Recent Articles in Home Education

In which we extol the virtues of home-schooling

The results of the home-school experiment

We all arrive in this world with a certain level of curiosity, and that curiosity will be directed according to an individual’s own particular character or bent. The art in teaching children is to stoke their curiosity. As anybody who has ever had charge of a capricious wood-stove will know, if one is clumsy or over-enthusiastic and dumps too much wood onto the flames then they can easily be stifled; but, on the other hand, if one kindles the fire…

The Purpose of Education

From time to time we get e-mails from people who are excited to hear about our very informal home-schooling method but who want to know, “What happened next?” The last time I wrote on this subject Caesar and Xoë were struggling with their A-levels. But that was four years ago! Did they pass the exams? Did they qualify for university? And what are they doing now? How does an utterly un-schooled child fare when the time comes from him to…

Home Education – A Preçis of Our Experience

Bearing in mind the nature of our lifestyle, it probably goes without saying that Caesar, Xoë, and Roxanne are all home-schooled. Caesar once spent about two weeks at a school in St Helena, in the South Atlantic. Xoë has sampled both the English school curriculum as applied in St Helena and that of a Spanish school. Two weeks of each was quite sufficient to enable her to form an opinion of The System. Based on the reports received from her…

Learning to Read

Just how hard is it to learn to read? By far the most frequent question that cruising families are ever asked is, “What do you do about the children’s schooling?” And then comes the inevitable second one: “How did you teach them to read?” This is a thing that we get asked both my other families planning to cast off their mooring lines, and also by land-based folks whose experience of statutory education is less than perfect. It seems that…

The Ship’s Naturalist

This article by Roxanne appeared in somewhat abridged form in the RSBP’s junior magazine, Birdlife, last year. I was born on a boat, and ever since I was a baby we have lived aboard the boat and sailed wherever we want to go. I have never lived in a house, although I have occasionally lived in a caravan or a camper van, in different parts of the world. I wonder if it is to this gipsy lifestyle that I owe…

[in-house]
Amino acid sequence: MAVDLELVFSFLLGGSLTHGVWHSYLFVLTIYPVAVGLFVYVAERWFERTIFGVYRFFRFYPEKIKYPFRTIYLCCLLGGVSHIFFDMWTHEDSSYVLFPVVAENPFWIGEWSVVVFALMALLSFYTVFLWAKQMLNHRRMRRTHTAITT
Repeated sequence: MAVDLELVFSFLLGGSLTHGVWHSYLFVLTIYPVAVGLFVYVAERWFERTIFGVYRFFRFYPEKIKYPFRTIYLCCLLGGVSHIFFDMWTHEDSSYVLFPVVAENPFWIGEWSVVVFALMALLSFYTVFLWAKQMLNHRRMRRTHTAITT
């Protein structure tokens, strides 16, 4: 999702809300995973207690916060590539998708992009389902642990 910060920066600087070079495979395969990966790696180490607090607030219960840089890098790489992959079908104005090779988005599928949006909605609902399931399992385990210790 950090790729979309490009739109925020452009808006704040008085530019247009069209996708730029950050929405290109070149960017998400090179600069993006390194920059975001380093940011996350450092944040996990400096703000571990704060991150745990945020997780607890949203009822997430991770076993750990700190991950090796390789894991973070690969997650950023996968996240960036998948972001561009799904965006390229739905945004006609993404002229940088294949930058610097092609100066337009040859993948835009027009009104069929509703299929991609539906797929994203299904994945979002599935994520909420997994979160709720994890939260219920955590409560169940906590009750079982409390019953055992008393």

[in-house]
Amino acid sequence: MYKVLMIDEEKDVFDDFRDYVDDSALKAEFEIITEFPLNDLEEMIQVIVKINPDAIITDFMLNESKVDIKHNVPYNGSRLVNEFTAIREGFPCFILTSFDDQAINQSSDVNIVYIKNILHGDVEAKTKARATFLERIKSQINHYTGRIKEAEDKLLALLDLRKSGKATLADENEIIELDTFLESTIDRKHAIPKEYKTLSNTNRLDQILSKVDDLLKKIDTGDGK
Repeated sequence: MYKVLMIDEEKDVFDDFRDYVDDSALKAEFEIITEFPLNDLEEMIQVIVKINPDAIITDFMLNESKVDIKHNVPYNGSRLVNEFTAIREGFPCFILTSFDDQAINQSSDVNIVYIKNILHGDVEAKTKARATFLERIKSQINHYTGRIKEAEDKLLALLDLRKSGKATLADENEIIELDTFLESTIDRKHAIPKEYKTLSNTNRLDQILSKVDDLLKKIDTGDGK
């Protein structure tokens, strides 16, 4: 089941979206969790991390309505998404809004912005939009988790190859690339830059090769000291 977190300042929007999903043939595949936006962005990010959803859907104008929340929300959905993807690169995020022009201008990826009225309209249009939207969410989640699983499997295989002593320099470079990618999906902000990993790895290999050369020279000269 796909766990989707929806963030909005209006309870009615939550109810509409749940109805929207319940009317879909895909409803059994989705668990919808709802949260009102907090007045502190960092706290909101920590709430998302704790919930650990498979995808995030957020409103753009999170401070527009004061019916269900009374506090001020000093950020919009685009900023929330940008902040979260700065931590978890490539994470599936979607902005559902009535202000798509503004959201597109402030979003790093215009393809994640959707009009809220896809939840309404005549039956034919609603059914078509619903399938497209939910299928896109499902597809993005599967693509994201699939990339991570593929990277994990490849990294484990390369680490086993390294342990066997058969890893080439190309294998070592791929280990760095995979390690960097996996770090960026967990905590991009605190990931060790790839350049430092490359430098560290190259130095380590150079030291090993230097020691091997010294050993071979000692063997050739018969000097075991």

A Levels (Part II) – Traumas with Mercers College

When she finished the last instalment of her GCSE exams in June 2007, Xoë was almost in tears. She couldn’t wait for us to sort out the materials for the next lap of her education – her A levels.

DIY GCSEs and A levels (Part I)

The advantages of homeschooling are so many that they would fill a book. The disadvantages number just two. The first disadvantage is the problem of finding enough other kids to form a football team or the cast of a play... The second is the difficulty of studying for GCSEs and A levels. For our experiences in this latter arena, read on.

Sea School – Our Approach to Education Afloat

When you live on a cruising yacht the world is your oyster – but it’s an oyster which comes without any dressing. Liveaboard yotties, drifting about on the seven seas, have to do without many of the things that Westerners generally take for granted: there is no hot and cold running water out here – not aboard our boat, anyway – and there is no national grid to provide our electricity. We also do without television, the Daily Mail, postal…